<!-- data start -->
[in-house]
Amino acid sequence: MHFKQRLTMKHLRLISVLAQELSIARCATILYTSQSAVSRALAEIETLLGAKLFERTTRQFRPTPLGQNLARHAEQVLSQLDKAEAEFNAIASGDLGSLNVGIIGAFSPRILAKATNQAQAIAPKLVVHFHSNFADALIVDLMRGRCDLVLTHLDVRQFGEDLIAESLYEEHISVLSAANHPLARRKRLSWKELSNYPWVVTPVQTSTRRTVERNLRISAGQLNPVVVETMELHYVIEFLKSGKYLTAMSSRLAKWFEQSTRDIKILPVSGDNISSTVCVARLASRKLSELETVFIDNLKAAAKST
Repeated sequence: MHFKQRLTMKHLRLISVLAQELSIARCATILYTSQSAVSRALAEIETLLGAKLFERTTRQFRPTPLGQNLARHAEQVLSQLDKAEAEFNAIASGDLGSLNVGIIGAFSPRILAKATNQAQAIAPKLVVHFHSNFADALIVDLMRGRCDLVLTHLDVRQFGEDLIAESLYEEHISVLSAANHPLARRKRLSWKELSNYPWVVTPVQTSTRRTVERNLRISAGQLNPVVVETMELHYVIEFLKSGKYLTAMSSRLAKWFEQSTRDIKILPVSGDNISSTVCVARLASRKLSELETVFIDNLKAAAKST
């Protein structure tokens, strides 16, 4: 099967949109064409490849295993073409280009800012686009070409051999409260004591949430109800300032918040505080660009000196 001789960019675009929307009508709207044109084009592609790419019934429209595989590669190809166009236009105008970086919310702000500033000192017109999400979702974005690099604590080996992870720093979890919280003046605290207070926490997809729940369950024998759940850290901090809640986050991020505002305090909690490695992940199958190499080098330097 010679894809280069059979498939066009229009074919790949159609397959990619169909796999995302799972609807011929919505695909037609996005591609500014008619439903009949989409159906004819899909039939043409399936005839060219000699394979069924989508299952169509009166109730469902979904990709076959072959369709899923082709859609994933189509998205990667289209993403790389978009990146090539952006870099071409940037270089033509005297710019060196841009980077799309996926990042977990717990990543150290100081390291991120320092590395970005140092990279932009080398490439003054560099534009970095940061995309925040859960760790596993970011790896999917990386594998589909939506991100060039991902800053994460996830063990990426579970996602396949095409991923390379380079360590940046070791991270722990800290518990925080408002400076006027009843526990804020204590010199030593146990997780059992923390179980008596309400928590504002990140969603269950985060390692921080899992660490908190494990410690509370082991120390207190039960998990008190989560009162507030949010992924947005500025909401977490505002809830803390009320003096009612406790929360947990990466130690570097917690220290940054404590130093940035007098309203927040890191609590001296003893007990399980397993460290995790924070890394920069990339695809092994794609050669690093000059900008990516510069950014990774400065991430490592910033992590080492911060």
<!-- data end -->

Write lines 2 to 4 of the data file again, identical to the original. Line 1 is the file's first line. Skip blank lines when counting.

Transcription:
Amino acid sequence: MHFKQRLTMKHLRLISVLAQELSIARCATILYTSQSAVSRALAEIETLLGAKLFERTTRQFRPTPLGQNLARHAEQVLSQLDKAEAEFNAIASGDLGSLNVGIIGAFSPRILAKATNQAQAIAPKLVVHFHSNFADALIVDLMRGRCDLVLTHLDVRQFGEDLIAESLYEEHISVLSAANHPLARRKRLSWKELSNYPWVVTPVQTSTRRTVERNLRISAGQLNPVVVETMELHYVIEFLKSGKYLTAMSSRLAKWFEQSTRDIKILPVSGDNISSTVCVARLASRKLSELETVFIDNLKAAAKST
Repeated sequence: MHFKQRLTMKHLRLISVLAQELSIARCATILYTSQSAVSRALAEIETLLGAKLFERTTRQFRPTPLGQNLARHAEQVLSQLDKAEAEFNAIASGDLGSLNVGIIGAFSPRILAKATNQAQAIAPKLVVHFHSNFADALIVDLMRGRCDLVLTHLDVRQFGEDLIAESLYEEHISVLSAANHPLARRKRLSWKELSNYPWVVTPVQTSTRRTVERNLRISAGQLNPVVVETMELHYVIEFLKSGKYLTAMSSRLAKWFEQSTRDIKILPVSGDNISSTVCVARLASRKLSELETVFIDNLKAAAKST
């Protein structure tokens, strides 16, 4: 099967949109064409490849295993073409280009800012686009070409051999409260004591949430109800300032918040505080660009000196 001789960019675009929307009508709207044109084009592609790419019934429209595989590669190809166009236009105008970086919310702000500033000192017109999400979702974005690099604590080996992870720093979890919280003046605290207070926490997809729940369950024998759940850290901090809640986050991020505002305090909690490695992940199958190499080098330097 010679894809280069059979498939066009229009074919790949159609397959990619169909796999995302799972609807011929919505695909037609996005591609500014008619439903009949989409159906004819899909039939043409399936005839060219000699394979069924989508299952169509009166109730469902979904990709076959072959369709899923082709859609994933189509998205990667289209993403790389978009990146090539952006870099071409940037270089033509005297710019060196841009980077799309996926990042977990717990990543150290100081390291991120320092590395970005140092990279932009080398490439003054560099534009970095940061995309925040859960760790596993970011790896999917990386594998589909939506991100060039991902800053994460996830063990990426579970996602396949095409991923390379380079360590940046070791991270722990800290518990925080408002400076006027009843526990804020204590010199030593146990997780059992923390179980008596309400928590504002990140969603269950985060390692921080899992660490908190494990410690509370082991120390207190039960998990008190989560009162507030949010992924947005500025909401977490505002809830803390009320003096009612406790929360947990990466130690570097917690220290940054404590130093940035007098309203927040890191609590001296003893007990399980397993460290995790924070890394920069990339695809092994794609050669690093000059900008990516510069950014990774400065991430490592910033992590080492911060």